Computer Science

As Head of Computing and ICT at Churchmead my vision is to see ICT and Computer Science forming part of a broad and balanced curriculum, in which every young person should have the opportunity to learn and become passionate about computing from an early age starting at primary school and continuing onwards into secondary, higher education and into the workplace.

At Churchmead we try to organize this curriculum to best meet the needs of our learners.

Key Stage 3 represents the core of computing, which is now referred to as computer science; in which pupils are taught the principles of information and computation, how digital systems work, and how to put this knowledge to use through programming.

This is developed using four different models or strands these being:

Systems Development Programming Modelling Analysis


If not already being taught computer science at primary school parents and pupils will instantly see a huge difference between the two subjects. Information and Communication Technology (ICT) focuses on the creative and productive use and application of technology and computer systems. Especially in organizations and where we still use elements of this in our teaching and learning of Computer Science; particularly in the Internet Safety modules, pupils are no longer reliant on being able to produce excellent PowerPoints or display fantastic posters to achieve.

Computer Science was brought in by the current government as part of its sweeping changes to establish the subject as a new foundational element of the school curriculum. Computer Science in a nutshell is the study of computers, how they work, their application and what can be designed by using them. The subject has been made an “academic subject” in line with Mathematics and Science.

In Computer Science pupils will now be taught to understand simple Boolean logic [for example, AND, OR and NOT] and some of its uses in circuits and programming; understand how numbers can be represented in binary, and be able to carry out simple operations on binary numbers [for example, binary addition, and conversion between binary and decimal]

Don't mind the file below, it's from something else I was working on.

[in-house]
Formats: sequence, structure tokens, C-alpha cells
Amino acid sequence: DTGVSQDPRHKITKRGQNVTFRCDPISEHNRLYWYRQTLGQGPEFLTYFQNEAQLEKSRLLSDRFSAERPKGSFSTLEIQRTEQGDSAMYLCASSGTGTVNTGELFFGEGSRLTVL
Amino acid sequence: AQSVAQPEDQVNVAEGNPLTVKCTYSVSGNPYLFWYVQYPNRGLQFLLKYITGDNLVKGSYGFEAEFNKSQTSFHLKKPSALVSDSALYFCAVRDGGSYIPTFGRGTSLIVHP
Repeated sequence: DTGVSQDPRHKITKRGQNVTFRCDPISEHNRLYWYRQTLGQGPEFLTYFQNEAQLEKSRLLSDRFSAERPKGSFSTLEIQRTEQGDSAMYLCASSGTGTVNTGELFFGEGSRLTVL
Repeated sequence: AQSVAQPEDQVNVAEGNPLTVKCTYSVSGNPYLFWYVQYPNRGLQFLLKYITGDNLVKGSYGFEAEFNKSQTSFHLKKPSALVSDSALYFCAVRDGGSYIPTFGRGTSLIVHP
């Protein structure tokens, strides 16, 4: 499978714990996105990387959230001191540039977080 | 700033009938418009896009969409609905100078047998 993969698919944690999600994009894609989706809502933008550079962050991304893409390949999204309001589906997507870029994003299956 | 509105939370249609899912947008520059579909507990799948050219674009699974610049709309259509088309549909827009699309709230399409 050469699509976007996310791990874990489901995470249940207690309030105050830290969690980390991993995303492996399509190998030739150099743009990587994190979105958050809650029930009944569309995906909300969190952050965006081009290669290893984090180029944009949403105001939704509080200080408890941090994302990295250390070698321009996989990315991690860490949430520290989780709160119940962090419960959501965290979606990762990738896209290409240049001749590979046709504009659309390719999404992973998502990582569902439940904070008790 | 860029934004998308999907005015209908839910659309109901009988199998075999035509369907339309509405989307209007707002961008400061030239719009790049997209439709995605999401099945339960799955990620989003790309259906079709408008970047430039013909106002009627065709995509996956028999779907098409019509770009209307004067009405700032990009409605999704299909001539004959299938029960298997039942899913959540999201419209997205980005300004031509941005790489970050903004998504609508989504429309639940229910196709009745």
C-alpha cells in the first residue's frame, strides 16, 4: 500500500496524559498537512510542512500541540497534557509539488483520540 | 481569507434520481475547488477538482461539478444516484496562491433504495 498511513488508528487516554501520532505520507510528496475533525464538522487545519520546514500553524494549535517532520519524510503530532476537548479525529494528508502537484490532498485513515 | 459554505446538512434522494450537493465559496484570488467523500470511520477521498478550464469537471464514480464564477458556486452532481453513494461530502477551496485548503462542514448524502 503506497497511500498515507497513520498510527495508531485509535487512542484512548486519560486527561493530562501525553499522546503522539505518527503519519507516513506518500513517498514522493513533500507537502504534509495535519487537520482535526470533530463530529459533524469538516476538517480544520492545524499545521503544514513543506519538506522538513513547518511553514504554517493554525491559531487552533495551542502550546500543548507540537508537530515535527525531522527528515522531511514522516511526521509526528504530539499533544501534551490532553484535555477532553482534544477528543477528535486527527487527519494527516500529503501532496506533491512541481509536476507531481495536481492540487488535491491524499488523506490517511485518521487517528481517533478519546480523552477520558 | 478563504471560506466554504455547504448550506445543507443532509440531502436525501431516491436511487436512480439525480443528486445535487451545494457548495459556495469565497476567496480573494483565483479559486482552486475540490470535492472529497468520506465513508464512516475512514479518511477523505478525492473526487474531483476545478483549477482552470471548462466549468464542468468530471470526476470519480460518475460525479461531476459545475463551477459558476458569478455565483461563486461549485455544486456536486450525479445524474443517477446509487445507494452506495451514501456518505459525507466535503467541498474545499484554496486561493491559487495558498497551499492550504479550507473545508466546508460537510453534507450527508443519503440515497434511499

At key stage 3 in Computer Science pupils are introduced to subjects such as programming using languages such as Scratch, Python and Visual Basic and will be expected by the time they reach KS4 to be able to use 2 or more programming languages, at least one of which is textual, to solve a variety of l problems. In KS3 pupils will investigate how to make appropriate use of data structures for example, lists, tables and arrays; as well as design and develop modular programs that use procedures or functions. As programming plays a large part of the new curriculum at Key Stage 3 pupils will taught to understand how to use flow chart software such as Gliffy to construct algorithms that reflect problems.

The internet now plays such a large part of our lives, that I feel that pupils need to be able to stay safe when they are online. Therefore in year 7, when pupils start Computer Science we will continue to build on the knowledge that they should have been taught in Key Stage 2. Giving them the understand of a range of ways to use technology safely, respectfully, responsibly and securely, including protecting their online identity and privacy; recognise inappropriate content, contact and conduct, and know how to report concerns.

In addition to this they will be taught to understand the hardware and software components that make up computer systems, and how they communicate with one another and with other systems.

Pupils will be able to experience how to design, use and evaluate spreadsheet models that simulate real world examples that businesses are often faced with.